It's only July, but time is fast running out on Governor Jon Corzine (D) in the New Jersey governor's race. Corzine trails Republican Christopher Christie by as much as 15 points in recent polling, and has only polled within ten points of the challenger twice in the last two months. Even a visit from President Barack Obama has been unable to buoy the Corzine campaign back into making the race competitive. Corzine needed to do something to change the dynamic of the race, and his best opportunity should have been his selection of a lieutenant governor running mate.
But rather than make a bold choice that would have signaled a new direction for the campaign, Corzine went with the safe choice, selecting veteran State Senator Loretta Weinberg. Weinberg is qualified, but at 74 years old she hardly brings energy to the ticket. And her 17 years in elected state government brings "Trenton insider" baggage to the campaign, exactly the image that is dogging Corzine. The Christie campaign wasted no time in driving home these points, releasing a mock Corzine-Weinberg movie trailer titled, "You can't change Trenton from the inside."
In the weeks leading up to the deadline for choosing a running mate, Corzine was rumored to be considering a former contestant from "The Apprentice" for the second spot on the ticket. Randall Pinkett was the winner of the popular reality TV show in its 2005, and is by all accounts a very accomplished person in his own right. Pinkett holds five degrees, was a Rhodes Scholar, and is a self-made millionaire with a successful consulting company based in Newark. But perhaps his greatest strength was his political inexperience. Pinkett has never held elective office, a qualificaiton that may have looked good to the voters in the wake of the latest New Jersey Democratic corruption scandal.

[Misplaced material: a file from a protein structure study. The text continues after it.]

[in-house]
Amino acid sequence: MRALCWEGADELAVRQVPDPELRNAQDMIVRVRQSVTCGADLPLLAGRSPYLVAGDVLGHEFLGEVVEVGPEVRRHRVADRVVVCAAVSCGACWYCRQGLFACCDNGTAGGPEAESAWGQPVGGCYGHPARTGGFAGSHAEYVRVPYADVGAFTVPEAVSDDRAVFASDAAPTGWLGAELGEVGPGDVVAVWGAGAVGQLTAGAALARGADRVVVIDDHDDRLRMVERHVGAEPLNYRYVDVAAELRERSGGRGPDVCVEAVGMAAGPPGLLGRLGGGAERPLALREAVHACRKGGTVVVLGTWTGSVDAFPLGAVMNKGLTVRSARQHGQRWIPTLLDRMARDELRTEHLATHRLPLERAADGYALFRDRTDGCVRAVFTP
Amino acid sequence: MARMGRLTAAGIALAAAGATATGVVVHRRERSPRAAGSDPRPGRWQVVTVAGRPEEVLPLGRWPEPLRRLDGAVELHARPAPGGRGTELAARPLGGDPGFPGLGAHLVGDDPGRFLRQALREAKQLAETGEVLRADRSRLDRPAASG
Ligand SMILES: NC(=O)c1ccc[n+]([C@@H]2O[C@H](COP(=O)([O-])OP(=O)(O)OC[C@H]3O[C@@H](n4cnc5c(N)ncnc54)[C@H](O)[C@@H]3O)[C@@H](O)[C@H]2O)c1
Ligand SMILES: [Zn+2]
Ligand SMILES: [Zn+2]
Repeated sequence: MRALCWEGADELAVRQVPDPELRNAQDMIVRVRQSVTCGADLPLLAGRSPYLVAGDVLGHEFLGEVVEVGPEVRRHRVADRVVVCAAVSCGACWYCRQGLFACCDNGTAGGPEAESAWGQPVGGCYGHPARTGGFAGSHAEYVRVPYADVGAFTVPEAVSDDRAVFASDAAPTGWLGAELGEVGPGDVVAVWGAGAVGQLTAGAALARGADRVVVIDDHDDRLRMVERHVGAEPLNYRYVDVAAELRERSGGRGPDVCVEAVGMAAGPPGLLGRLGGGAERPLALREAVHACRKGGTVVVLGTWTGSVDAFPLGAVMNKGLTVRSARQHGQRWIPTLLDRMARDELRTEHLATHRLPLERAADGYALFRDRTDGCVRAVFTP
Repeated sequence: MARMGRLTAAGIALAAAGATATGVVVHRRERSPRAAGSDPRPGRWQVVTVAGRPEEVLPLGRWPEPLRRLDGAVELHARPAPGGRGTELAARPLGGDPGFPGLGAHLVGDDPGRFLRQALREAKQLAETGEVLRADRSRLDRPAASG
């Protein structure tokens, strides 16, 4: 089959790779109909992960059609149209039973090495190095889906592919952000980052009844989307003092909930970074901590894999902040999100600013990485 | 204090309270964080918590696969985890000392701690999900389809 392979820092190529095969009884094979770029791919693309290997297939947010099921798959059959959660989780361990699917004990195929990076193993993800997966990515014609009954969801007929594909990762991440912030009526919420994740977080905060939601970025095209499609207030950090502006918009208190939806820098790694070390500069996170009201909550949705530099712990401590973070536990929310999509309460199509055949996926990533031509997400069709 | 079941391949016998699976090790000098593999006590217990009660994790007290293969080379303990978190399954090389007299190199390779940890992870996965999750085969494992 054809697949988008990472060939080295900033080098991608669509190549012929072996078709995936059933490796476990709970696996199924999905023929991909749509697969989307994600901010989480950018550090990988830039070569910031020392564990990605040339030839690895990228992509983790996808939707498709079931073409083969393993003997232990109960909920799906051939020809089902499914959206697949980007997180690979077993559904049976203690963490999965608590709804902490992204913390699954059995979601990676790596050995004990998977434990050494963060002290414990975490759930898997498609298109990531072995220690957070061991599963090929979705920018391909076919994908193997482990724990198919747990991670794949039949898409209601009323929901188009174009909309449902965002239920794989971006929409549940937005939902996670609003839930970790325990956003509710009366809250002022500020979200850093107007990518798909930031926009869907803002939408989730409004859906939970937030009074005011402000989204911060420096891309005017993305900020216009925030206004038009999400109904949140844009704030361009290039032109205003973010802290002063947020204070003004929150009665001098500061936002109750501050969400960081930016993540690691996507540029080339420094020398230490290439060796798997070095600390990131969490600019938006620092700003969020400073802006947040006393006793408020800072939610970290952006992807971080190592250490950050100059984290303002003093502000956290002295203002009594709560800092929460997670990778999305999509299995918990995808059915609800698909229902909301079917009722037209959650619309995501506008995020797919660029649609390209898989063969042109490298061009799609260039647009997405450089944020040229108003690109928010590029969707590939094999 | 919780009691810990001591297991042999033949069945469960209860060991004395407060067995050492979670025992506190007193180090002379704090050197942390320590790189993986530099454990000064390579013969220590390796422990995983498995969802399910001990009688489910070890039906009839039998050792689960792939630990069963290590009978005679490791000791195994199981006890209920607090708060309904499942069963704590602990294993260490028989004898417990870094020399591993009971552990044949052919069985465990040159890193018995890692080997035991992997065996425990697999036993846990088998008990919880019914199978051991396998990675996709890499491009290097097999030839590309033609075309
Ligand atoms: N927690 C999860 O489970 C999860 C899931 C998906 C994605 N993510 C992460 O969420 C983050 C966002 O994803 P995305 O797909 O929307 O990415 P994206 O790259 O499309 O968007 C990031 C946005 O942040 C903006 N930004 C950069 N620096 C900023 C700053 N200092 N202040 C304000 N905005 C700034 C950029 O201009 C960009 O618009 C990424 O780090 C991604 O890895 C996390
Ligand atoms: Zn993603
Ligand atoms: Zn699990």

Ironically, it was likely that coruption scandal that forced Corzine into his biggest mistake of the campaign since he decided to seek re-election. Weinberg has a reputation in New Jersey as something of an ethics champion. She engaged in a very public spat with the former head of the Bergen County Democratic Party, Joseph Ferriero, which Corzine helped to smooth over. Ferriero, being a Democrat, later found himself indicted on corruption charges.
Facing a new statewide corruption scandal that is likely to bear heavily on his campaign, Corzine panicked and picked Weinberg for her reformer credentials. Given an opportunity to shake things up, Corzine went with the powerful Trenton insider over bringing fresh ideas to state government. This is exactly the point that the Christie campaign has been hammering Corzine on for months. And the pounding won't stop.
Corzine may get a bump in the polls following the Weinberg pick, but it is likely to be very short-lived. Christie is sitting in a dominant position heading into the traditionally quiet month of August. Over that time, perceptions of the candidates will solidify, and when the campaign reemerges in September, Corzine will find himself even further behind. There will be no help from Washington either, as the Obama White House will be loathe to send the president anywhere near a losing incumbent govenror in his first year in office. It isn't over yet - far from it - but Corzine's selection of Weinberg has made Chris Christie's election in November as close to a sure bet as anything in recent New Jersey political history.